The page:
Thus, instead of dying peacefully in old age, Kunz, who is half deaf and has a heart pacer, opened the door to the police officers who scoured his home in search of evidence about his past. He and his wife complained in an interview to a local radio station that someone had sprayed the word "Murderer" on the wall of their home .
Kunz appears in third place on the annual list of the most-wanted Nazis drawn up by the Jerusalem office of the Simon Wiesenthal Center. No. 1 is Dr. Sandor Kepiro, a Hungarian officer accused of murdering 1,200 civilians in Novi Sad, Serbia, who lives in Budapest opposite a synagogue; No. 2 Milivoj Asner, the chief of the Slovenska Pozega police in Croatia, who played a key role in the persecution, deportation and subsequent deaths of thousands of Jews, Roma and Serbs, but whom the Austrian authorities refuse to extradite to Croatia for an assortment of reasons.
One wonders what induced the German authorities - in contrast to their counterparts in Austria and Hungary, who are doing nothing to bring senior Nazis to trial - to take action against a minor figure like Kunz after so many years. The official reasons include the advent of a new generation of prosecutors, who have decided that time is against them and are now trying to put every surviving suspect on trial, from senior officers to junior guards, as well as a new approach that murder is murder and that even a foreign national who worked in the service of the Germans is indictable. But to find the real reason we must turn to the annual report of the Jerusalem branch of the Wiesenthal Center and its author, Dr. Efraim Zuroff.
Born in New York in 1948, Zuroff immigrated to Israel in 1970. In 1978 he went to Los Angeles for two years to collect material for his doctoral thesis - on the response of Orthodox Jewry in the United States to the Holocaust - and was appointed academic director of the Los Angeles-based Wiesenthal Center. Shortly before his scheduled return to Israel, he received a job offer from the U.S. Justice Department's Office of Special Investigations (which tracks and investigates people who violated international law or participated in crimes against humanity ). The original two-month position stretched into six years, during most of which Zuroff was based in Yad Vashem, the Holocaust memorial in Jerusalem, where he collected material and interviewed witnesses about Nazi criminals, most of them from Eastern Europe, who were then indicted by the U.S. authorities. In 1986, Zuroff realized he was sitting on an archival gold mine.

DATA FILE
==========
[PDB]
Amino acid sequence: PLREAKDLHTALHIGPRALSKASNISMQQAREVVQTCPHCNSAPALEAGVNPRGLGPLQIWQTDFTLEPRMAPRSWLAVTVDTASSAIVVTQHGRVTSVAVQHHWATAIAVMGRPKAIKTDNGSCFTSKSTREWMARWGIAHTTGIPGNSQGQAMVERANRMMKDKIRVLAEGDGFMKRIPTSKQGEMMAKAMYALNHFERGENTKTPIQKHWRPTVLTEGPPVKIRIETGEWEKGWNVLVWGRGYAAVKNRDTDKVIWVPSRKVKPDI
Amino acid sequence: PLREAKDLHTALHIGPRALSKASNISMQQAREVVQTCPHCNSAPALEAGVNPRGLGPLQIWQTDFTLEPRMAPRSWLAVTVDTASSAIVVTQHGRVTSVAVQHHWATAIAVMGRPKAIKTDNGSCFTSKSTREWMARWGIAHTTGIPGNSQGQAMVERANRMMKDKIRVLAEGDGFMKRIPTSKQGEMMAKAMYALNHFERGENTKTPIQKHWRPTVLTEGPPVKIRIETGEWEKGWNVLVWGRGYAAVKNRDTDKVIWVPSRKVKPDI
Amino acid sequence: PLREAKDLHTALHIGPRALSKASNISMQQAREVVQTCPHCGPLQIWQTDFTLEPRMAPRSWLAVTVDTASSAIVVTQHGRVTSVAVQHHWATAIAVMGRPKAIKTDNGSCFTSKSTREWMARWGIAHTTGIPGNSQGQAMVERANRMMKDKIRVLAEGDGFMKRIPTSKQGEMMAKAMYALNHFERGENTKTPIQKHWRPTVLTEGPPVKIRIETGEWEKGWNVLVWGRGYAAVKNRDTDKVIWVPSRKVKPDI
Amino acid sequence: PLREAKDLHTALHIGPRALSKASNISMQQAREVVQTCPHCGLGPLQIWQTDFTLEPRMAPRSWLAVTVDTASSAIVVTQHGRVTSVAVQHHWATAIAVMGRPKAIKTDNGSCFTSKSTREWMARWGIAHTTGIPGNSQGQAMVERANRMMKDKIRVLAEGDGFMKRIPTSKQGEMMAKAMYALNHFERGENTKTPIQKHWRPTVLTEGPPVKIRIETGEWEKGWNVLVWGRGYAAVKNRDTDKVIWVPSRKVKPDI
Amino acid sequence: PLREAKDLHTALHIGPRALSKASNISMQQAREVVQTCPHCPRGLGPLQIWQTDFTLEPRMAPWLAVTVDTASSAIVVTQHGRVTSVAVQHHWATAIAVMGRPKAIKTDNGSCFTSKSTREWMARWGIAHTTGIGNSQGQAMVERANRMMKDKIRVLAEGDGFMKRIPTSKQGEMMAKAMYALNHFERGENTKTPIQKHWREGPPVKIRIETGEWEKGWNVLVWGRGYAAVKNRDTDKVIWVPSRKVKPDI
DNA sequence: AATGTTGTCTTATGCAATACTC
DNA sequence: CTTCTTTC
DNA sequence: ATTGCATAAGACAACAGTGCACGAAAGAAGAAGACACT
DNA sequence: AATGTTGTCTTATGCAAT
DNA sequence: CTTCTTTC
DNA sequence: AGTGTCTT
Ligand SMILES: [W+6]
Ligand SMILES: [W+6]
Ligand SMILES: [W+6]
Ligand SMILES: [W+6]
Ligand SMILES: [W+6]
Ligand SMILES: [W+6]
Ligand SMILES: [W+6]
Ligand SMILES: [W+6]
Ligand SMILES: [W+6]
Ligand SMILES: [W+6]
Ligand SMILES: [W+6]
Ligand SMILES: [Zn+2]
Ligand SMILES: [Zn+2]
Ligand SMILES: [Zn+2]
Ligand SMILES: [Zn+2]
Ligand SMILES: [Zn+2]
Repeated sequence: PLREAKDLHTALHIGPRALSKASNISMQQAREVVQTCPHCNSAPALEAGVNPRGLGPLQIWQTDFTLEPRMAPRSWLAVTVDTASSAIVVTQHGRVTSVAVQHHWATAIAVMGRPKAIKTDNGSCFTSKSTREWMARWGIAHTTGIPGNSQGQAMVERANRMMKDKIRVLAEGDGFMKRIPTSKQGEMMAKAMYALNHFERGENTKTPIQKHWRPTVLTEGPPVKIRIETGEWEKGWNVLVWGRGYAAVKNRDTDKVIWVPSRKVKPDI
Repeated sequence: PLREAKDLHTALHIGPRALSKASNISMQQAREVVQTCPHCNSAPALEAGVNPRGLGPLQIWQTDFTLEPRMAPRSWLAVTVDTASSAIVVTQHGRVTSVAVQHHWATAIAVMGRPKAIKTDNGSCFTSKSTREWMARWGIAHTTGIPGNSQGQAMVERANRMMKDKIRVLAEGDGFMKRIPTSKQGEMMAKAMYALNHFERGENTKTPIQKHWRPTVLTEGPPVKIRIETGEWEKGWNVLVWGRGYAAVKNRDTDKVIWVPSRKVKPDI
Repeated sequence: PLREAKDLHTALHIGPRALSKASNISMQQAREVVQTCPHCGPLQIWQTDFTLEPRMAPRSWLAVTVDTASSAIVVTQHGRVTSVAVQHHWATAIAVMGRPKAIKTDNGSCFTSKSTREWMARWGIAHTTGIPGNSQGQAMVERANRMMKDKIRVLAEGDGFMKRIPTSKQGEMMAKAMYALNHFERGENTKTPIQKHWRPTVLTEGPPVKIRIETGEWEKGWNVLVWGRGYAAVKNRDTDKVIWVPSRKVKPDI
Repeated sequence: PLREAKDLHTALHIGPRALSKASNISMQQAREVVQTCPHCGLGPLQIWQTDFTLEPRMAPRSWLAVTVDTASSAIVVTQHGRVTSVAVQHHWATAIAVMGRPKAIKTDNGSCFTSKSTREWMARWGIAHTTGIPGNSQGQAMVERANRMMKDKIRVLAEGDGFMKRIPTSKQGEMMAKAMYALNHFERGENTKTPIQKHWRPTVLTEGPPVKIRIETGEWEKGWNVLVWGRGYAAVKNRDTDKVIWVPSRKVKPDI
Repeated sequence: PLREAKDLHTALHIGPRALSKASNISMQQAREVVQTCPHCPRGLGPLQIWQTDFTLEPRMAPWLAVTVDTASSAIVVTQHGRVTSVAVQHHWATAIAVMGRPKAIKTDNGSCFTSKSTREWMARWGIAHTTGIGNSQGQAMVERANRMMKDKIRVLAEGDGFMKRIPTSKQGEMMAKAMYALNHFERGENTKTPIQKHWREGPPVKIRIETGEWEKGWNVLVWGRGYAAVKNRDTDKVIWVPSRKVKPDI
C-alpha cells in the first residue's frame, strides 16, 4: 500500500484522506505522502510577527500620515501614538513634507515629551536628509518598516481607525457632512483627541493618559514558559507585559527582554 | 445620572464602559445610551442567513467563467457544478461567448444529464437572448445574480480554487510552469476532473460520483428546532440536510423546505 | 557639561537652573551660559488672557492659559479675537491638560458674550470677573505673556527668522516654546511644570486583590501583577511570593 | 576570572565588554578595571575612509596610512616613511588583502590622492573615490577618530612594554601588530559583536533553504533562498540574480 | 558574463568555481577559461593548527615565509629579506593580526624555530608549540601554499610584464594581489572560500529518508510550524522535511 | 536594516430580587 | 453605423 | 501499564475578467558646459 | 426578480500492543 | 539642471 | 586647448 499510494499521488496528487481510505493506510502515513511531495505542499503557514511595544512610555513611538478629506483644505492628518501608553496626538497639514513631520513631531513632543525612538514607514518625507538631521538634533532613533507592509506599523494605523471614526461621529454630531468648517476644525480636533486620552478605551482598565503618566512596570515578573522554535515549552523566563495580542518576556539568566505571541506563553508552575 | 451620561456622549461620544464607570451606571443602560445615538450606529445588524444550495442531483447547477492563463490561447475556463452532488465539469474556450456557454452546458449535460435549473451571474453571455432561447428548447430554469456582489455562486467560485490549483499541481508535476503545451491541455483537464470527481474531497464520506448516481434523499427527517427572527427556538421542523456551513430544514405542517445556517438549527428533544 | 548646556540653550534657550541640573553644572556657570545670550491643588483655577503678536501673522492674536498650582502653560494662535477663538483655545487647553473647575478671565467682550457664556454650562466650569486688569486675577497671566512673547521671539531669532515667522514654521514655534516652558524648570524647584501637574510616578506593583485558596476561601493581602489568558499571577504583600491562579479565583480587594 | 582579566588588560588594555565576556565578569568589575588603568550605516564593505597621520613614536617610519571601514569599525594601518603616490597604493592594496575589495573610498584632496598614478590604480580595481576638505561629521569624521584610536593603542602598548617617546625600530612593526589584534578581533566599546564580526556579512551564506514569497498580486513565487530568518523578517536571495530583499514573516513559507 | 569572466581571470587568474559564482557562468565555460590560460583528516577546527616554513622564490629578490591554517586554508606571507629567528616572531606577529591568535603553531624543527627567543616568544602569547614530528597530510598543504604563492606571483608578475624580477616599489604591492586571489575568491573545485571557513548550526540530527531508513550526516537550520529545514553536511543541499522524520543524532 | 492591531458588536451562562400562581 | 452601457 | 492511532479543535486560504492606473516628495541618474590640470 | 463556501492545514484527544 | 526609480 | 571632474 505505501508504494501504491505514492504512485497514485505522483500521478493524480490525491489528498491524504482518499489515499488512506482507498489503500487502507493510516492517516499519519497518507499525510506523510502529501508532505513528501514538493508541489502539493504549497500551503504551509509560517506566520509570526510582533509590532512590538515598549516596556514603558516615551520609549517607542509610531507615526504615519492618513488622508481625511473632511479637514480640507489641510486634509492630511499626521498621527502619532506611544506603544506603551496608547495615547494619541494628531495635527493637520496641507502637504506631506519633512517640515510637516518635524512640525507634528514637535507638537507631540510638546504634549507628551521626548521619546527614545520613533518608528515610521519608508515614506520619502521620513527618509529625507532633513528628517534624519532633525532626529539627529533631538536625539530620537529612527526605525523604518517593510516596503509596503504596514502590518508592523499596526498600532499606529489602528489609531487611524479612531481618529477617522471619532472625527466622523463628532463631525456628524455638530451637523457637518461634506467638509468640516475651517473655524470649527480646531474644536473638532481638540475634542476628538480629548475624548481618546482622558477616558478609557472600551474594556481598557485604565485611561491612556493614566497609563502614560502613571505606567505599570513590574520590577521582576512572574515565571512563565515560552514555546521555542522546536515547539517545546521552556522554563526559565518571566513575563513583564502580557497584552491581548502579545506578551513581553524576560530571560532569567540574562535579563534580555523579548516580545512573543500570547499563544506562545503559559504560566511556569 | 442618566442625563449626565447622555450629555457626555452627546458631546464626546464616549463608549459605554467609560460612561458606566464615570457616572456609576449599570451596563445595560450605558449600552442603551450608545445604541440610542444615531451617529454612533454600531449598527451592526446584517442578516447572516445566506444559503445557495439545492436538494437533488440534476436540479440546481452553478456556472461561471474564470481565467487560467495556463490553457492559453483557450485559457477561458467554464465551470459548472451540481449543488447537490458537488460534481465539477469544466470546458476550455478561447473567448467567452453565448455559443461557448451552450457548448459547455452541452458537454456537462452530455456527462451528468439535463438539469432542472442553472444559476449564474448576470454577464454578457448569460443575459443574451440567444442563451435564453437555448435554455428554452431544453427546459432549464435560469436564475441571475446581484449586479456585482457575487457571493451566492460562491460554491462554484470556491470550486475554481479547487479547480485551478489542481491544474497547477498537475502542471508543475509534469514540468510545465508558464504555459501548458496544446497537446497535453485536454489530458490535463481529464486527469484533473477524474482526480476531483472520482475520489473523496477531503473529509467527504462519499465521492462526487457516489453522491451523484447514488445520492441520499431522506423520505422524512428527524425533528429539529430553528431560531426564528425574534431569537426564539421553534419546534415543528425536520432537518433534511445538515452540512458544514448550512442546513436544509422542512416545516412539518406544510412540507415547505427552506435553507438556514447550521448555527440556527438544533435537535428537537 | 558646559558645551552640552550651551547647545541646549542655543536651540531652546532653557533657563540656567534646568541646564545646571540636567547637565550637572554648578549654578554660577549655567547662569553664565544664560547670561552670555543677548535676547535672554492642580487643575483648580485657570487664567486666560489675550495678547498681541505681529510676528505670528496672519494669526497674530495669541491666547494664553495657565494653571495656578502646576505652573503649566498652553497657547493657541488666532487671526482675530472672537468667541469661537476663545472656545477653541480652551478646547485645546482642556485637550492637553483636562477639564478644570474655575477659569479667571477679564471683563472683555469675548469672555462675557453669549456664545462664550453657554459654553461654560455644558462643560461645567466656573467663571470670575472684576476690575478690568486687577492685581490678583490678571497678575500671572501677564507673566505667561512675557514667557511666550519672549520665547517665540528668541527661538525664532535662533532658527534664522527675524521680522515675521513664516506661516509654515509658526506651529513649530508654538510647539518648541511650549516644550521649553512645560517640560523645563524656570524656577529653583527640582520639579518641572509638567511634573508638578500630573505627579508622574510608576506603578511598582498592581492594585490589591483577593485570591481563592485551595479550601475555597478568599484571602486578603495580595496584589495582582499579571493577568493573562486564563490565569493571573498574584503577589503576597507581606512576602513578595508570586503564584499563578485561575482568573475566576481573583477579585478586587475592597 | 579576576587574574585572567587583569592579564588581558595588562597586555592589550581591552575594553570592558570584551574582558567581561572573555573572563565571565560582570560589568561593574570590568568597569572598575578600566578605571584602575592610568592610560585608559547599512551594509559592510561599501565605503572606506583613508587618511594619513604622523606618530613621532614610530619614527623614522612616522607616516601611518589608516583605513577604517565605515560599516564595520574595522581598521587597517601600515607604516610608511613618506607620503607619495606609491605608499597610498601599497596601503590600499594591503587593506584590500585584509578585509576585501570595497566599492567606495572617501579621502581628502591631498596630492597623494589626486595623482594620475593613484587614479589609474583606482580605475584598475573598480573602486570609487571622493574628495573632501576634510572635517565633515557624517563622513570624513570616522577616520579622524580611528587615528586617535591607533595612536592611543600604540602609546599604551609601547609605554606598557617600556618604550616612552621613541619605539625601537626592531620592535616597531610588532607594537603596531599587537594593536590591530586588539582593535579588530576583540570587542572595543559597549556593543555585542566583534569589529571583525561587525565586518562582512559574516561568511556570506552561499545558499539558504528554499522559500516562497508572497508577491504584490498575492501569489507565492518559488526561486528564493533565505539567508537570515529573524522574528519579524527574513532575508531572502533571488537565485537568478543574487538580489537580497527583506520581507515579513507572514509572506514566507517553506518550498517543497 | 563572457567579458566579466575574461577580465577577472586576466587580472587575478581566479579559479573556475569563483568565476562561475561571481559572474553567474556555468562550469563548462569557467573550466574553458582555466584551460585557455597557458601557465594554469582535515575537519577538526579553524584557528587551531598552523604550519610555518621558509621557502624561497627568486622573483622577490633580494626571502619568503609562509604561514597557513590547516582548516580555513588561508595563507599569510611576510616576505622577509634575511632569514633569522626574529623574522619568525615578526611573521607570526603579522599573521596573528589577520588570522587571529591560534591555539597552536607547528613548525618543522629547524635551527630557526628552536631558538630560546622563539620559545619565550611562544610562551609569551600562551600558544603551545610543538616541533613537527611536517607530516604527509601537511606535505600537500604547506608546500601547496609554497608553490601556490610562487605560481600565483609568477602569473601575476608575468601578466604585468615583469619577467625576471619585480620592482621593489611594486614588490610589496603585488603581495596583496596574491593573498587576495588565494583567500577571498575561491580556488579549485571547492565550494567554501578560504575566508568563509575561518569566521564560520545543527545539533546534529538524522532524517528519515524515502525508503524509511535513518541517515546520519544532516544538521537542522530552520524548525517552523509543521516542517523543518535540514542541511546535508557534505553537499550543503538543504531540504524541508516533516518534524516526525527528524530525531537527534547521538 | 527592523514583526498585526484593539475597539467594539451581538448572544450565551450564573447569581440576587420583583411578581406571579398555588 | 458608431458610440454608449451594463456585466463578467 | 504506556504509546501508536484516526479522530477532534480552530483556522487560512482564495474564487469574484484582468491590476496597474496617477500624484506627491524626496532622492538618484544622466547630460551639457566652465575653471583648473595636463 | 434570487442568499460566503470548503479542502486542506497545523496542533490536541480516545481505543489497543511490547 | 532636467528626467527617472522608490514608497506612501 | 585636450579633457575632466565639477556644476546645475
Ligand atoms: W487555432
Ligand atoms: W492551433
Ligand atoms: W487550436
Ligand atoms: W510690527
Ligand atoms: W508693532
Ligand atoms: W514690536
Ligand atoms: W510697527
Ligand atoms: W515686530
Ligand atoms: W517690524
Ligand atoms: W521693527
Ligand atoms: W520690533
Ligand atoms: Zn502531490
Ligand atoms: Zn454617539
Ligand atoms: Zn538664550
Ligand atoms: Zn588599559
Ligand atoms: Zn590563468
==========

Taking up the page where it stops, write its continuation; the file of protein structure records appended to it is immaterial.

The database of the International Red Cross that is used for identifying and locating people who disappeared during World War II is housed in Yad Vashem. Its collection of 16 million entries allowed Zuroff to see where almost every East European refugee had gone. He cross-checked names with names of Nazis he read about in the archives. (They had not bothered to change their names, as they didn't think the authorities would hunt them down. )
Zuroff decided his work needed to go beyond the boundaries of American prosecution. He contacted the Wiesenthal Center and suggested that a database with information about all the Nazis in the world be established, which would inform authorities from other English-speaking countries (Canada, Australia, United Kingdom ) about the presence of such criminals on their soil. The Wiesenthal Center agreed and on September 1, 1986 Zuroff set to work. On October 1, he submitted to the government of Australia a list of 40 Nazi war criminals living in that country.
In the 1990s, following the collapse of the Soviet Union, Zuroff focused his attention on the countries of the former communist bloc. But a change of approach in the Wiesenthal Center led him to reorder his priorities.
"Although we are named for Simon Wiesenthal, we do not have a formal tie with the center," Zuroff says today. "It's an organization that started out as an educational and commemorative center, and then became a political organization that fights anti-Semitism and efforts to delegitimize Israel. Nazi hunting was lowered to a secondary priority."
Thus it seems that Zuroff remains one of the last Nazi hunters today - and is certainly foremost among them. His annual report, which is published on Holocaust Memorial Day, contains a list of the 10 most wanted Nazis and also grades countries in terms of their efforts in persecuting Nazis and holding full-scale trials of them. (The reports, first published in 2002, are entitled "Operation Last Chance." ) In 2007, Germany received a "failing grade" for the first time since the reports were drawn up.